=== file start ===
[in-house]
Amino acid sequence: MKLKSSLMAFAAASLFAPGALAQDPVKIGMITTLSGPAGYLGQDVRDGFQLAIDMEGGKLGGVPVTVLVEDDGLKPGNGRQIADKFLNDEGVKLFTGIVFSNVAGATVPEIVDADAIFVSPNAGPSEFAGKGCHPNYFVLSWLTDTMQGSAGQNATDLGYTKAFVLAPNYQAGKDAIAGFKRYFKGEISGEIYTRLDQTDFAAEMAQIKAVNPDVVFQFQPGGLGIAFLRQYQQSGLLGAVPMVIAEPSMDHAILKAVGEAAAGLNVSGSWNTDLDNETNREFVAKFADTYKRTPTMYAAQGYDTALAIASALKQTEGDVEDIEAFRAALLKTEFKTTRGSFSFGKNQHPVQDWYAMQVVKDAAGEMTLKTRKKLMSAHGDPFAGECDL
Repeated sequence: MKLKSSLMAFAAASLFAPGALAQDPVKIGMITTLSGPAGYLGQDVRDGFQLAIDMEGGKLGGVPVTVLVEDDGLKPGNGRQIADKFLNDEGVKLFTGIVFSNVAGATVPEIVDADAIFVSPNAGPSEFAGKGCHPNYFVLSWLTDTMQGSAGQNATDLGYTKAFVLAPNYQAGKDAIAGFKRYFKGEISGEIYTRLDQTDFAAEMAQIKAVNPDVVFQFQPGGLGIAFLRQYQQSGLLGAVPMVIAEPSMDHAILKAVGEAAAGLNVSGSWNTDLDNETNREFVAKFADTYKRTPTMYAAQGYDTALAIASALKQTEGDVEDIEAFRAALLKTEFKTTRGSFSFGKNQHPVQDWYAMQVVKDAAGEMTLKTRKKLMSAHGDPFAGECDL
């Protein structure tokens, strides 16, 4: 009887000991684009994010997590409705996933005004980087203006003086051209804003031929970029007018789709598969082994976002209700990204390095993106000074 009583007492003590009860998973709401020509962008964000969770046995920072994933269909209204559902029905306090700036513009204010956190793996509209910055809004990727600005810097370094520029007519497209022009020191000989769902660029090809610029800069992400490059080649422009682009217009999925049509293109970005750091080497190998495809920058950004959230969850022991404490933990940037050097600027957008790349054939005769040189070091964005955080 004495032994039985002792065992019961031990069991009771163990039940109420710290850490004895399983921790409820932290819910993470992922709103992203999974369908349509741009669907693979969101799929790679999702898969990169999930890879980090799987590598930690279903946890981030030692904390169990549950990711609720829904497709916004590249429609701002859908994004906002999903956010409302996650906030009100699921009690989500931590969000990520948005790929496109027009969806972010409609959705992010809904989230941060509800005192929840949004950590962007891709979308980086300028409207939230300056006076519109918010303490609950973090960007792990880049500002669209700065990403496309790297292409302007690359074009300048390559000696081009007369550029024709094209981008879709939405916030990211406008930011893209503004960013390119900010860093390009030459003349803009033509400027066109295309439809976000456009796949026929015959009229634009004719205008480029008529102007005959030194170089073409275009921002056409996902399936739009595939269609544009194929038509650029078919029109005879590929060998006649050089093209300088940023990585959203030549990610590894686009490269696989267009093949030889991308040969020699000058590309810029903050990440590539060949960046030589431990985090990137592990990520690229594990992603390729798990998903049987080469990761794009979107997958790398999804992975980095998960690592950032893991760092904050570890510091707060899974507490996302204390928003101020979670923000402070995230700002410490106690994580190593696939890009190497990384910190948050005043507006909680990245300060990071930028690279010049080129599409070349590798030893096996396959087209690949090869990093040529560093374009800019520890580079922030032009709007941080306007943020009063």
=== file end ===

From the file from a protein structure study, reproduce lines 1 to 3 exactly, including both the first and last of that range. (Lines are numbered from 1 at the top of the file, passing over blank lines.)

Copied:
[in-house]
Amino acid sequence: MKLKSSLMAFAAASLFAPGALAQDPVKIGMITTLSGPAGYLGQDVRDGFQLAIDMEGGKLGGVPVTVLVEDDGLKPGNGRQIADKFLNDEGVKLFTGIVFSNVAGATVPEIVDADAIFVSPNAGPSEFAGKGCHPNYFVLSWLTDTMQGSAGQNATDLGYTKAFVLAPNYQAGKDAIAGFKRYFKGEISGEIYTRLDQTDFAAEMAQIKAVNPDVVFQFQPGGLGIAFLRQYQQSGLLGAVPMVIAEPSMDHAILKAVGEAAAGLNVSGSWNTDLDNETNREFVAKFADTYKRTPTMYAAQGYDTALAIASALKQTEGDVEDIEAFRAALLKTEFKTTRGSFSFGKNQHPVQDWYAMQVVKDAAGEMTLKTRKKLMSAHGDPFAGECDL
Repeated sequence: MKLKSSLMAFAAASLFAPGALAQDPVKIGMITTLSGPAGYLGQDVRDGFQLAIDMEGGKLGGVPVTVLVEDDGLKPGNGRQIADKFLNDEGVKLFTGIVFSNVAGATVPEIVDADAIFVSPNAGPSEFAGKGCHPNYFVLSWLTDTMQGSAGQNATDLGYTKAFVLAPNYQAGKDAIAGFKRYFKGEISGEIYTRLDQTDFAAEMAQIKAVNPDVVFQFQPGGLGIAFLRQYQQSGLLGAVPMVIAEPSMDHAILKAVGEAAAGLNVSGSWNTDLDNETNREFVAKFADTYKRTPTMYAAQGYDTALAIASALKQTEGDVEDIEAFRAALLKTEFKTTRGSFSFGKNQHPVQDWYAMQVVKDAAGEMTLKTRKKLMSAHGDPFAGECDL